6! / 3!x3! = 120/6= 20 ways
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Re: In how many different ways can 3 identical green shirts and
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29 Nov 2016, 16:28

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shrive555 wrote:

In how many different ways can 3 identical green shirts and 3 identical red shirts be distributed among 6 children such that each child receives a shirt?

A. 20 B. 40 C. 216 D. 720 E. 729

If we let G denote a green shirt and R denote a red shirt, the problem becomes how to arrange 3 Gs and 3 Rs in the string of GGGRRR. The answer can be found using the concept of permutations with repetition of indistinguishable objects, using the following formula:

In this formula, N represents the total number of objects to be arranged. Each ri (i = 1, 2, 3, …, n) represents the frequency of each of the i indistinguishable objects.

The frequency simply means the number of times that the indistinguishable item occurs in the set. Note that there are 3 green shirts that are identical (indistinguishable), and there are 3 red shirts that are identical (indistinguishable).

Therefore, the number of ways we can arrange 3 Gs and 3 Rs in the string of GGGRRR is:

Re: In how many different ways can 3 identical green shirts and
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13 Feb 2018, 22:58

Hi All,

If we had 6 different shirts, then there would be 6! = 720 options. However, since there are 3 IDENTICAL red shirts and 3 IDENTICAL green shirts, we have to do some extra work on our calculations.

If we call 3 of the children A, B and C and each of them gets an identical red shirt, then there are technically 6 different ways for those 3 shirts to be given to those 3 children. Since the shirts are identical though, we are NOT supposed to count this as 6 different options....it should only be counted as 1 option.

Thus, we would have to divide 720 by 6....

We would have to do the same thing with the identical green shirts, which means we'd have to divide by 6 AGAIN.

Re: In how many different ways can 3 identical green shirts and
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04 Nov 2019, 05:40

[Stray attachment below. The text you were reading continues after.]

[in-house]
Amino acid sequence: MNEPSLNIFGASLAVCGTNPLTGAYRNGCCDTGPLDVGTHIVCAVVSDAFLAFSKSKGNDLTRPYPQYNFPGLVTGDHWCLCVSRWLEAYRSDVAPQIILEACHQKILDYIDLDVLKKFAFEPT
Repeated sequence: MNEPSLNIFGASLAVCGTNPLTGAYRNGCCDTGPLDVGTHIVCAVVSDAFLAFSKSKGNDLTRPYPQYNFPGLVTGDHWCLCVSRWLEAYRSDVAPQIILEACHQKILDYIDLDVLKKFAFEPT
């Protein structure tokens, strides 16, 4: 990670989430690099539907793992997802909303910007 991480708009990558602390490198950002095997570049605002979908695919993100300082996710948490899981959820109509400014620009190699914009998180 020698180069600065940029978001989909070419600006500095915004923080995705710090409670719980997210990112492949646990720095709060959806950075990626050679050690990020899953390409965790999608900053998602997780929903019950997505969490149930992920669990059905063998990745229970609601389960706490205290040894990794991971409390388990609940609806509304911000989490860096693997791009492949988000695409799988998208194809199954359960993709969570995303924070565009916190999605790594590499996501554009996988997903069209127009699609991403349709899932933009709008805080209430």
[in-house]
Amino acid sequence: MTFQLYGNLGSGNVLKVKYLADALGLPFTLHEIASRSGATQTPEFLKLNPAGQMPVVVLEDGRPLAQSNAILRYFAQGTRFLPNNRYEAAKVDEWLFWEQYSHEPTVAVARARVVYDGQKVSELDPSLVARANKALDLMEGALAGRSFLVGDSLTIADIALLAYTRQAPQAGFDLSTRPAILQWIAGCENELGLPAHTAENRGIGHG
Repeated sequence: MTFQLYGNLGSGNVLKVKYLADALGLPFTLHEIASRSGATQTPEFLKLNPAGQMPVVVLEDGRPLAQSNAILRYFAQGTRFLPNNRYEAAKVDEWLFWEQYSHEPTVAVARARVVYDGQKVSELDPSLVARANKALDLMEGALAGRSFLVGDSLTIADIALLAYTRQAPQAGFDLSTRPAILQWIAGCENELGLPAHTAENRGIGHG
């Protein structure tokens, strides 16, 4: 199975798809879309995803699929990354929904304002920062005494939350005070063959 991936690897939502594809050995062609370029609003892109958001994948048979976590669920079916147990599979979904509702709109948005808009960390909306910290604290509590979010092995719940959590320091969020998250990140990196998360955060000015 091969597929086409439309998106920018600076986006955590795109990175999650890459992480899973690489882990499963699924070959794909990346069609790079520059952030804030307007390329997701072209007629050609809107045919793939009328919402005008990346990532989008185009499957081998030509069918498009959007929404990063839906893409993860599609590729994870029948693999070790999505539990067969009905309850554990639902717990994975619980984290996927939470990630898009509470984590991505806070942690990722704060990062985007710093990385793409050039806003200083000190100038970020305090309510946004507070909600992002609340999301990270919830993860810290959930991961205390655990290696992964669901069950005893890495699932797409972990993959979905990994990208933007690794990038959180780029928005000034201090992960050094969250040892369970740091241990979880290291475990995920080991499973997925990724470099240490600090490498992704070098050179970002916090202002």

shrive555 wrote:

In how many different ways can 3 identical green shirts and 3 identical red shirts be distributed among 6 children such that each child receives a shirt?

A. 20 B. 40 C. 216 D. 720 E. 729

From 6 children, the number of ways to choose 3 to receive green shirts = 6C3 = (6*5*4)/(3*2*1) = 20 From the 3 remaining children, the number of ways to choose 3 to receive red shirts = 3C3 = (3*2*1)/(3*2*1) = 1 To combine these options, we multiply: 20*1 = 20

In how many different ways can 3 identical green shirts and
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04 Nov 2019, 05:49

Hi experts, we’re assuming that the 6 children are not distinct here. In the case they are distinct, may I ask how to approach the question in this case?

Do we have to multiply the answer of 20 by the number of distinct arrangements from the distinct kids?

Re: In how many different ways can 3 identical green shirts and
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04 Nov 2019, 05:58

tinytiger wrote:

Hi experts, we’re assuming that the 6 children are not distinct here. In the case they are distinct, may I ask how to approach the question in this case?

Do we have to multiply the answer of 20 by the number of distinct arrangements from the distinct kids?

Posted from my mobile device

The children are distinct. If the 6 children are Adam, Bobby, Cindy, David, Ellen, and Frank, clearly no two children are the same.